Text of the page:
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The demographic of cosmetic surgeries is inclining towards a younger age group with increasing social media influence.

Surbhi Shah

From Barbie dolls to social media influencers, role models have changed but the idea of having a perfect body fit for public view has not changed for youngsters. Going under the knife has become a trend because of social media influence.

Deena Pinto, Bengaluru based lifestyle blogger said, “Yeah, social media is the largest contributor to peer pressure…it warrants one to look a certain way.” With hundreds of influencers from Bangalore alone and lakhs of followers of each influencer, the image of a ‘good looking’ or ‘beautiful and perfect’ body now relies on how these influencers look.

“For young women and men, the constant bombarding on social media to look good builds an inferiority complex that they indulge in, going ahead to do what it takes to look ‘socially acceptable and good’,” Deena added.

Cosmetic surgeries, even though are considered safe, have many side effects that can disfigure the body permanently.  All India Institute of Medical Sciences (AIIMS) reported two cases of death due to complications during surgery last year.

“Surgeries are usually safe but there may be chances of post-surgery infections and instances of surgery going wrong which can create permanent damage,” said Dr Karishma K, a cosmetic surgeon.

Dr. Renu George, psychologist, said, “Good looks have always been a topic of interest in psychology on how we perceive ourselves. Now, with the rise of social media and the concept of putting yourself out there for others to see, the pressure to look good and model-like is gradually increasing in girls and boys equally.”

In a study reported by Forbes, it is seen that the suicide rate in girls is higher than that in boys and one of the main factors is social media as it is more strongly associated with depression in girls compared to boys.

Dr Karishma added that she attends 20 to 25 cases annually out of which the number of teens and youngsters opting for surgeries has increased from five to ten in the last two years.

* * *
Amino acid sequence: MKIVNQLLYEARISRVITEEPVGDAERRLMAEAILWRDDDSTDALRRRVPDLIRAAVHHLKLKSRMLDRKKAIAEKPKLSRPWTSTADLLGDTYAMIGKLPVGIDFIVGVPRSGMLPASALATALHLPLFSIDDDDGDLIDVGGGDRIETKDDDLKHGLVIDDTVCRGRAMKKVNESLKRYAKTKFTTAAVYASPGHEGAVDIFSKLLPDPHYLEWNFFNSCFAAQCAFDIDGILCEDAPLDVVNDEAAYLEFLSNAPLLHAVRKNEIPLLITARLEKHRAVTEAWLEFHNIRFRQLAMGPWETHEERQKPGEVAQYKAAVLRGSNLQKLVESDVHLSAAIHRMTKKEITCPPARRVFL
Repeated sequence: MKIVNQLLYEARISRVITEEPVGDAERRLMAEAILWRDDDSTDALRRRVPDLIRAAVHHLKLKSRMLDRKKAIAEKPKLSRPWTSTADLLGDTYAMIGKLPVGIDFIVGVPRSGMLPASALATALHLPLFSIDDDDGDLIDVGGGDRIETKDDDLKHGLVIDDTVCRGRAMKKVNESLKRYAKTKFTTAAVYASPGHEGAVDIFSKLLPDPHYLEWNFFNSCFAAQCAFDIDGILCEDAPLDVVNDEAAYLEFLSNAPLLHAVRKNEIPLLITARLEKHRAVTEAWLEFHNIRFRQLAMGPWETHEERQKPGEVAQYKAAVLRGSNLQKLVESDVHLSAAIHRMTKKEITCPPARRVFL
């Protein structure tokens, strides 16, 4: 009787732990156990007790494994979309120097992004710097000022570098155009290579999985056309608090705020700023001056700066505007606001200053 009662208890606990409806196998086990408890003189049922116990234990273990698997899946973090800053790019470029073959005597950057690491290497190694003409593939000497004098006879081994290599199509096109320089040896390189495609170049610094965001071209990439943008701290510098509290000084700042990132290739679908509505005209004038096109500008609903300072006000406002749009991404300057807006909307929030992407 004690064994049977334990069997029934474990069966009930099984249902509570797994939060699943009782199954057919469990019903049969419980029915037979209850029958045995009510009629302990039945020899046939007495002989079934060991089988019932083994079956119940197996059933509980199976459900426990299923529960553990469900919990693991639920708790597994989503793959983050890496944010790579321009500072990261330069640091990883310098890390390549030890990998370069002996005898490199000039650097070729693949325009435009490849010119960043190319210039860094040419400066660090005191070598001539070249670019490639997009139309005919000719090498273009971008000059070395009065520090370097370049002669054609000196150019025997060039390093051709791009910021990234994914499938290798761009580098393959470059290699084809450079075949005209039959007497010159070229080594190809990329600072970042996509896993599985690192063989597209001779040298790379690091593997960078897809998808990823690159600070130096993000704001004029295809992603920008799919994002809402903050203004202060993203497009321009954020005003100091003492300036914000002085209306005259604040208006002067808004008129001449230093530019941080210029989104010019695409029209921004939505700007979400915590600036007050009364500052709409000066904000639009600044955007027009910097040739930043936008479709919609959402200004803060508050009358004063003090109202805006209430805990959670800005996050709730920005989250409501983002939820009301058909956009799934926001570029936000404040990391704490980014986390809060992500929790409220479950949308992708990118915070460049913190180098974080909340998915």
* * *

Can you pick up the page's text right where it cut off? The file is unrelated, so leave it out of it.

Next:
Teenagers are found to be more confident in using plastic surgeries to look as they want to. “I think it is a personal choice. As long as it does not affect their physical or mental health, it’s their choice. Some do it because of pressure but some people are very confident and accept themselves and prefer to change certain parts of their body or face to look good which is honestly okay. As I said, health and well being is the criteria to decide if it is okay or not,” said Urmi Gala, a psychology student.  

Urmi added, “At some point even we, my friends and I, thought about getting plastic surgeries to get sharper noses and full breasts. I know a couple of people who have undergone the surgery too. There are many cases of body shaming and bullying which adds the peer pressure to always look good.”

Before undergoing the surgery, the doctors make sure that the person is mentally stable to go through the transformation. In many cases, they suggest them to first consult a psychologist as a procedure if they suspect that it is a case of Body Dysmorphic Disorder (BDD).

Body Dysmorphic Disorder is a mental state where the person imagines faults and physical defects about his own body that others cannot see.

Association of Plastic Surgeons of India (APSI) mentioned that the scope of plastic surgery is very wide and there are many misconceptions to it too that pour out from television, movies, magazines, etc. There is an overwhelming mass of misinformation from uncertain sources, and limited facts that frustrate the potential patients and make them have unrealistic expectations from plastic surgery.